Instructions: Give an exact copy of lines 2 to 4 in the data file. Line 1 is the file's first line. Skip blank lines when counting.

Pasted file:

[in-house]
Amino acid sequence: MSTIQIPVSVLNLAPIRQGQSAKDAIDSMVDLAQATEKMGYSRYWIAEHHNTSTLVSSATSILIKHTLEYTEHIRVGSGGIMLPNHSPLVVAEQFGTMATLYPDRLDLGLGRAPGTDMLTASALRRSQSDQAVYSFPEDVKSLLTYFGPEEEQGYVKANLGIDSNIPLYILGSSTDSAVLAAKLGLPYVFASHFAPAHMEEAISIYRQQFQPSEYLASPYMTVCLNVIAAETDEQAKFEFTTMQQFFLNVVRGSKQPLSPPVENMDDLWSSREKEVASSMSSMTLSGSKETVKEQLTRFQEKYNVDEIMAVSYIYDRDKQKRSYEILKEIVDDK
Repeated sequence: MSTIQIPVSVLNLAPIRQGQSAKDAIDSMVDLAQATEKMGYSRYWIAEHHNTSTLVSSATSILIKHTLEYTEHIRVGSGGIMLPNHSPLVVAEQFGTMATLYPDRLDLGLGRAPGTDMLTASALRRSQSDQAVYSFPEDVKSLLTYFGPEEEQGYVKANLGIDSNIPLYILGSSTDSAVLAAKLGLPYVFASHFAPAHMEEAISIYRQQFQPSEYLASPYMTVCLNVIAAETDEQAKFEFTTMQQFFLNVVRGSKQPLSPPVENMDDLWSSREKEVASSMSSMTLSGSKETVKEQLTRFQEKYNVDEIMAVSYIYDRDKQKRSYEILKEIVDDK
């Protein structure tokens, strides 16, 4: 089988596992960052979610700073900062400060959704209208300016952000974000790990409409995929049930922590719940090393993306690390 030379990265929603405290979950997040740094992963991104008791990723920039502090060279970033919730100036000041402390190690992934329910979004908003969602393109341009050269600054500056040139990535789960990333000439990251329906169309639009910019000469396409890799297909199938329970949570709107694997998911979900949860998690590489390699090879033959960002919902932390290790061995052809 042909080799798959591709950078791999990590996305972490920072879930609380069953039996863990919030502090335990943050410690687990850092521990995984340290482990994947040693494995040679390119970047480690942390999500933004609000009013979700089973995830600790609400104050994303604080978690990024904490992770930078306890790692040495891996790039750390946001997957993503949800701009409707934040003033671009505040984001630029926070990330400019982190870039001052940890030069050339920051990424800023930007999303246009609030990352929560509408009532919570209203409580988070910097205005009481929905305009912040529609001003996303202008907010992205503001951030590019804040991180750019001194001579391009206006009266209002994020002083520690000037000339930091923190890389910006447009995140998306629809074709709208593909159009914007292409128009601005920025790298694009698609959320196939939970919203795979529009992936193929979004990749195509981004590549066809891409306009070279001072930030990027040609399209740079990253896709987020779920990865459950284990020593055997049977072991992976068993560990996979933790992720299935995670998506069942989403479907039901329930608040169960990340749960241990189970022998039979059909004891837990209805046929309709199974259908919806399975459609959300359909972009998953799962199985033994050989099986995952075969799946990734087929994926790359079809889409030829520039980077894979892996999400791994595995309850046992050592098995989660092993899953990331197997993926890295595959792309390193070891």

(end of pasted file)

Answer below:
Amino acid sequence: MSTIQIPVSVLNLAPIRQGQSAKDAIDSMVDLAQATEKMGYSRYWIAEHHNTSTLVSSATSILIKHTLEYTEHIRVGSGGIMLPNHSPLVVAEQFGTMATLYPDRLDLGLGRAPGTDMLTASALRRSQSDQAVYSFPEDVKSLLTYFGPEEEQGYVKANLGIDSNIPLYILGSSTDSAVLAAKLGLPYVFASHFAPAHMEEAISIYRQQFQPSEYLASPYMTVCLNVIAAETDEQAKFEFTTMQQFFLNVVRGSKQPLSPPVENMDDLWSSREKEVASSMSSMTLSGSKETVKEQLTRFQEKYNVDEIMAVSYIYDRDKQKRSYEILKEIVDDK
Repeated sequence: MSTIQIPVSVLNLAPIRQGQSAKDAIDSMVDLAQATEKMGYSRYWIAEHHNTSTLVSSATSILIKHTLEYTEHIRVGSGGIMLPNHSPLVVAEQFGTMATLYPDRLDLGLGRAPGTDMLTASALRRSQSDQAVYSFPEDVKSLLTYFGPEEEQGYVKANLGIDSNIPLYILGSSTDSAVLAAKLGLPYVFASHFAPAHMEEAISIYRQQFQPSEYLASPYMTVCLNVIAAETDEQAKFEFTTMQQFFLNVVRGSKQPLSPPVENMDDLWSSREKEVASSMSSMTLSGSKETVKEQLTRFQEKYNVDEIMAVSYIYDRDKQKRSYEILKEIVDDK
């Protein structure tokens, strides 16, 4: 089988596992960052979610700073900062400060959704209208300016952000974000790990409409995929049930922590719940090393993306690390 030379990265929603405290979950997040740094992963991104008791990723920039502090060279970033919730100036000041402390190690992934329910979004908003969602393109341009050269600054500056040139990535789960990333000439990251329906169309639009910019000469396409890799297909199938329970949570709107694997998911979900949860998690590489390699090879033959960002919902932390290790061995052809 042909080799798959591709950078791999990590996305972490920072879930609380069953039996863990919030502090335990943050410690687990850092521990995984340290482990994947040693494995040679390119970047480690942390999500933004609000009013979700089973995830600790609400104050994303604080978690990024904490992770930078306890790692040495891996790039750390946001997957993503949800701009409707934040003033671009505040984001630029926070990330400019982190870039001052940890030069050339920051990424800023930007999303246009609030990352929560509408009532919570209203409580988070910097205005009481929905305009912040529609001003996303202008907010992205503001951030590019804040991180750019001194001579391009206006009266209002994020002083520690000037000339930091923190890389910006447009995140998306629809074709709208593909159009914007292409128009601005920025790298694009698609959320196939939970919203795979529009992936193929979004990749195509981004590549066809891409306009070279001072930030990027040609399209740079990253896709987020779920990865459950284990020593055997049977072991992976068993560990996979933790992720299935995670998506069942989403479907039901329930608040169960990340749960241990189970022998039979059909004891837990209805046929309709199974259908919806399975459609959300359909972009998953799962199985033994050989099986995952075969799946990734087929994926790359079809889409030829520039980077894979892996999400791994595995309850046992050592098995989660092993899953990331197997993926890295595959792309390193070891």